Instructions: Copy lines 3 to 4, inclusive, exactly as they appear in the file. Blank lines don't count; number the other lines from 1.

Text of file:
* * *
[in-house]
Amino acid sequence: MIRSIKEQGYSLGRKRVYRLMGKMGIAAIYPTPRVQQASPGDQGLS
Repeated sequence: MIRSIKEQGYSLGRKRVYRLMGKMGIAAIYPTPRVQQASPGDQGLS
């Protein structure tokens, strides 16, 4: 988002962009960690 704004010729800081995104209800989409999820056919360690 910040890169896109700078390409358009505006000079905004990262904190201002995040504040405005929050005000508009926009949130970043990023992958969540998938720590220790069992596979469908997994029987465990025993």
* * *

Repeated sequence: MIRSIKEQGYSLGRKRVYRLMGKMGIAAIYPTPRVQQASPGDQGLS
């Protein structure tokens, strides 16, 4: 988002962009960690 704004010729800081995104209800989409999820056919360690 910040890169896109700078390409358009505006000079905004990262904190201002995040504040405005929050005000508009926009949130970043990023992958969540998938720590220790069992596979469908997994029987465990025993």